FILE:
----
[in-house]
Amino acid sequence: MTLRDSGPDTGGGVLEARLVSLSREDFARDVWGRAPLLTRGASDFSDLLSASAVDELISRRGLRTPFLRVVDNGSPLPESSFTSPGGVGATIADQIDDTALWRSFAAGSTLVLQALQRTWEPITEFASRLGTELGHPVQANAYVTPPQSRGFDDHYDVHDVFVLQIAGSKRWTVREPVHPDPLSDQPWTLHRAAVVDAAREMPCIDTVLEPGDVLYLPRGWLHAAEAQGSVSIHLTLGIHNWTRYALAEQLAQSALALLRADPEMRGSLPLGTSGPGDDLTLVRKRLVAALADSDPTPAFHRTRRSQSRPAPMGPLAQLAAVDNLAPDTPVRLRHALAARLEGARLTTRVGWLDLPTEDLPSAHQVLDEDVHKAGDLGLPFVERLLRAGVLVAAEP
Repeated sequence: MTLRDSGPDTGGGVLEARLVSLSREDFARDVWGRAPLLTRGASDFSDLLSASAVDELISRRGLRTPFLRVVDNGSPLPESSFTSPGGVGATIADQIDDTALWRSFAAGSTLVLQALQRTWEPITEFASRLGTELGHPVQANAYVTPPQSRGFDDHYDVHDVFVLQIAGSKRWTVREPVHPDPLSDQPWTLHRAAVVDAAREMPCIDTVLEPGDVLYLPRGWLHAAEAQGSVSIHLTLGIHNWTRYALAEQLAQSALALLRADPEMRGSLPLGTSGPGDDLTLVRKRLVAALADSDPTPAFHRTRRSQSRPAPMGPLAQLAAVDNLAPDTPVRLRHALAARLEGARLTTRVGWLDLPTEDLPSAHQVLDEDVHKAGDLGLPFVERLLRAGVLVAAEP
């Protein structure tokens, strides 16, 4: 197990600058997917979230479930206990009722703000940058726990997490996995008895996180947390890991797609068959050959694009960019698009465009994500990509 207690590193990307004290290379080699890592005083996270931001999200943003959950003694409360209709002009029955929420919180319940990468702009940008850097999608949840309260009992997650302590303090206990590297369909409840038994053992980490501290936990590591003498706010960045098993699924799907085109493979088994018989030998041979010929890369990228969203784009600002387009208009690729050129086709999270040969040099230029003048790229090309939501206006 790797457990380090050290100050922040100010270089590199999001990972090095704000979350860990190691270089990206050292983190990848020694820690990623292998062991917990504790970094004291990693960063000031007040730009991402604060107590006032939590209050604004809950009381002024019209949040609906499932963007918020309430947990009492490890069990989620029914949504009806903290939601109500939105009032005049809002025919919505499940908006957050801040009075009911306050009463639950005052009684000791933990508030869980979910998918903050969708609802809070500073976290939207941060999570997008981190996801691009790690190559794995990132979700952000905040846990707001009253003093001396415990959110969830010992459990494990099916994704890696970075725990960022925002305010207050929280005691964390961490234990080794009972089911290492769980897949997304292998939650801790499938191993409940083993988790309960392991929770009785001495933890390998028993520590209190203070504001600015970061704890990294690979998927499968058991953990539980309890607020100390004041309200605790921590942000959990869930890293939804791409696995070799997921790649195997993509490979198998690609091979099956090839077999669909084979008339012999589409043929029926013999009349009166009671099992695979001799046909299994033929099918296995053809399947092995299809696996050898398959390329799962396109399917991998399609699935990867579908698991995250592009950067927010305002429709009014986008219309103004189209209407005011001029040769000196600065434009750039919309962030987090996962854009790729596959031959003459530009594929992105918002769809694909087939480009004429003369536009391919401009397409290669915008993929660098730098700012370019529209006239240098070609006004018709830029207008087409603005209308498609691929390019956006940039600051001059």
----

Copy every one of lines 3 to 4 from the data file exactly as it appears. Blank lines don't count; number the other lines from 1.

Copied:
Repeated sequence: MTLRDSGPDTGGGVLEARLVSLSREDFARDVWGRAPLLTRGASDFSDLLSASAVDELISRRGLRTPFLRVVDNGSPLPESSFTSPGGVGATIADQIDDTALWRSFAAGSTLVLQALQRTWEPITEFASRLGTELGHPVQANAYVTPPQSRGFDDHYDVHDVFVLQIAGSKRWTVREPVHPDPLSDQPWTLHRAAVVDAAREMPCIDTVLEPGDVLYLPRGWLHAAEAQGSVSIHLTLGIHNWTRYALAEQLAQSALALLRADPEMRGSLPLGTSGPGDDLTLVRKRLVAALADSDPTPAFHRTRRSQSRPAPMGPLAQLAAVDNLAPDTPVRLRHALAARLEGARLTTRVGWLDLPTEDLPSAHQVLDEDVHKAGDLGLPFVERLLRAGVLVAAEP
């Protein structure tokens, strides 16, 4: 197990600058997917979230479930206990009722703000940058726990997490996995008895996180947390890991797609068959050959694009960019698009465009994500990509 207690590193990307004290290379080699890592005083996270931001999200943003959950003694409360209709002009029955929420919180319940990468702009940008850097999608949840309260009992997650302590303090206990590297369909409840038994053992980490501290936990590591003498706010960045098993699924799907085109493979088994018989030998041979010929890369990228969203784009600002387009208009690729050129086709999270040969040099230029003048790229090309939501206006 790797457990380090050290100050922040100010270089590199999001990972090095704000979350860990190691270089990206050292983190990848020694820690990623292998062991917990504790970094004291990693960063000031007040730009991402604060107590006032939590209050604004809950009381002024019209949040609906499932963007918020309430947990009492490890069990989620029914949504009806903290939601109500939105009032005049809002025919919505499940908006957050801040009075009911306050009463639950005052009684000791933990508030869980979910998918903050969708609802809070500073976290939207941060999570997008981190996801691009790690190559794995990132979700952000905040846990707001009253003093001396415990959110969830010992459990494990099916994704890696970075725990960022925002305010207050929280005691964390961490234990080794009972089911290492769980897949997304292998939650801790499938191993409940083993988790309960392991929770009785001495933890390998028993520590209190203070504001600015970061704890990294690979998927499968058991953990539980309890607020100390004041309200605790921590942000959990869930890293939804791409696995070799997921790649195997993509490979198998690609091979099956090839077999669909084979008339012999589409043929029926013999009349009166009671099992695979001799046909299994033929099918296995053809399947092995299809696996050898398959390329799962396109399917991998399609699935990867579908698991995250592009950067927010305002429709009014986008219309103004189209209407005011001029040769000196600065434009750039919309962030987090996962854009790729596959031959003459530009594929992105918002769809694909087939480009004429003369536009391919401009397409290669915008993929660098730098700012370019529209006239240098070609006004018709830029207008087409603005209308498609691929390019956006940039600051001059």